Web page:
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What’s So Special About An Improvised Gig?

July 12th, 2017 | No Comments | Categories: Gig stuff · PhD Thinking Out Loud |

Things I adore about improvised music, pt 593:

This is a quote from a book I’m re-reading for my PhD, called Coughing And Clapping, all about audiences and music:

“The pop music gig is a unique and visceral event, which at its most resonant can be a consummate experience involving all the senses. There is a real feeling for the concert-goer of it being for one night only, in that place, at that time, and of being something that can never be replicated – despite the fact that the band will often be playing the same numbers with the same light show on subsequent nights of the tour.” [1]

It sums up beautifully my feelings about the sleight of hand of playing the same thing night after night and hoping that something magical happens and it connects. There are obviously some bands who allow the circumstances to alter the music to a greater or lesser degree – for some, the songs are basically jumping-off points for whatever comes next – but for most pop/rock bands, the majority of the performance is set in stone. Or if not stone, then at least stale bread. Or that weird green stuff that soaks up water that you put flowers in.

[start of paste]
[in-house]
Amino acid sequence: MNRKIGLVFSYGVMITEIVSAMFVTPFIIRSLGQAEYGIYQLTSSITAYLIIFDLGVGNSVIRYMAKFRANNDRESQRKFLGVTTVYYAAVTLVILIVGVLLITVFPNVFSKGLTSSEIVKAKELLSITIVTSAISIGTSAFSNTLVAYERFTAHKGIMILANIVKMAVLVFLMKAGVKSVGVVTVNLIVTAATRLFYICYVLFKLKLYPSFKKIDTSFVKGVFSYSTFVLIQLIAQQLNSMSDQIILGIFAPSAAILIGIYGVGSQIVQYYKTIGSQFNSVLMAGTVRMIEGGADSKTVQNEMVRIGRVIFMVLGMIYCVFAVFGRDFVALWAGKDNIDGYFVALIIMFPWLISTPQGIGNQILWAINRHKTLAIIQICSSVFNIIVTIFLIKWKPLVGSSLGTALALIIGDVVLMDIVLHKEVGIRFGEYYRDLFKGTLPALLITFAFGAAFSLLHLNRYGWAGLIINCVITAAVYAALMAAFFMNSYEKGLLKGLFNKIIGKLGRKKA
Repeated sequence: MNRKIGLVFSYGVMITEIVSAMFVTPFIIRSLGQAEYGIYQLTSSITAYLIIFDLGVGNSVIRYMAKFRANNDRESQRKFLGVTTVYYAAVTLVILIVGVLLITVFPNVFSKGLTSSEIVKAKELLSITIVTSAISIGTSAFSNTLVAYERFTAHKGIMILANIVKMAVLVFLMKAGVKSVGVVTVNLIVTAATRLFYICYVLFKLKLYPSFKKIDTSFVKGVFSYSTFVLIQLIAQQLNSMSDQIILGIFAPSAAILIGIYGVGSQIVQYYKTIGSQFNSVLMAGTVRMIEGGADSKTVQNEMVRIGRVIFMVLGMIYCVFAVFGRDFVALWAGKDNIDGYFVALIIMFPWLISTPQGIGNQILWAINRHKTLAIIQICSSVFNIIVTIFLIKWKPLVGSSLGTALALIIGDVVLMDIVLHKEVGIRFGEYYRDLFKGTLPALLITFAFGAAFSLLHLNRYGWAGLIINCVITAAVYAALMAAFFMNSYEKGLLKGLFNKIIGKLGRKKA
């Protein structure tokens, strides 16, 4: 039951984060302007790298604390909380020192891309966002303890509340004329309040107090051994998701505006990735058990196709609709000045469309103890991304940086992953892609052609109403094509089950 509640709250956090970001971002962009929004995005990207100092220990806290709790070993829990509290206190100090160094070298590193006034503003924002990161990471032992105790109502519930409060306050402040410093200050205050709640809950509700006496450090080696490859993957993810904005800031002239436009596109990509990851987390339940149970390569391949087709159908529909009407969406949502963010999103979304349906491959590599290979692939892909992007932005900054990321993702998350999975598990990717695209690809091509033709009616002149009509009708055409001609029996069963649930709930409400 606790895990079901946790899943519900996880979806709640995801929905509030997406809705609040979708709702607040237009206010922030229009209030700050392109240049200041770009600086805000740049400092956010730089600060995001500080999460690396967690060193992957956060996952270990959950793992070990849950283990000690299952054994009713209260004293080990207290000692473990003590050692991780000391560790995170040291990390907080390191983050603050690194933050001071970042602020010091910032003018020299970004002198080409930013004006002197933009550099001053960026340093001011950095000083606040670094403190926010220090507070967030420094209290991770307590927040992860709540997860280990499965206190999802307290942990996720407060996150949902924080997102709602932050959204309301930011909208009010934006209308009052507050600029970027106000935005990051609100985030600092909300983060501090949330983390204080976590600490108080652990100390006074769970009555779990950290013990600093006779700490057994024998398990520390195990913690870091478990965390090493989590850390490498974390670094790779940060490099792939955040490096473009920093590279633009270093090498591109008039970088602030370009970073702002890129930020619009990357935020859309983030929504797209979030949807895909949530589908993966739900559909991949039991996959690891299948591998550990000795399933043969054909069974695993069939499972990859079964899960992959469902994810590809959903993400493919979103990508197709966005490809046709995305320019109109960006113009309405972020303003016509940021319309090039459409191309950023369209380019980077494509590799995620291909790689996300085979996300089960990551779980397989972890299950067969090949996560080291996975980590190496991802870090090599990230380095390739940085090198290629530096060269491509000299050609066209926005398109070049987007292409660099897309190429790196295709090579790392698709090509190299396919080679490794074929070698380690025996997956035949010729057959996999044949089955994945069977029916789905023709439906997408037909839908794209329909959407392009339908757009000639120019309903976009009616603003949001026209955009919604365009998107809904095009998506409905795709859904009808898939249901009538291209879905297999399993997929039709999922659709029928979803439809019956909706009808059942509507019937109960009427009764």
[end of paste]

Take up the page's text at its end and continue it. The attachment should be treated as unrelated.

For an improv gig, no such assumptions can be made. And the audience’s presence completely alters the music. The music is not only FOR you, but in a very real way, BY you – you change it. Like Jedis at Christmas, we feel your presence. We respond to the room, the people in it, the conversations before the gig, to smiles and looks of consternation, to interruptions, to the decor, to traffic noise. The music is an amalgam of everything in that moment, and if you weren’t there it would be different. So you get to have that experience of something unique 4 REALZIES. It actually happens.

My next gig is in a couple of weeks in Birmingham, and it’s all improv. Andy, Phi and I will be collaborating with whoever shows up, with the venue (we LOVE the Tower Of Song – such a welcoming, warm place to play dangerous music :) ) and we’ll promise you a night of wholly original music that will stay with you, and will be uniquely yours. No-one else will ever get to say that they saw it, unless they were there on that night. Make plans, bring friends, come be a part of the history that will be made, and that is made every time improvisors step onto the stage, swallow the voice that pops up that says ‘er, what happens if *this time* it all goes to shit??’ and instead create something magical. For you. And your ears.

[1] Kronenburg, R. 2014. Safe and Sound: Audience Experience in New Venues for Popular Music Performance. In: Burland, K. and Pitts, S. eds. Coughing and clapping: Investigating audience experience. Ashgate Publishing, Ltd.

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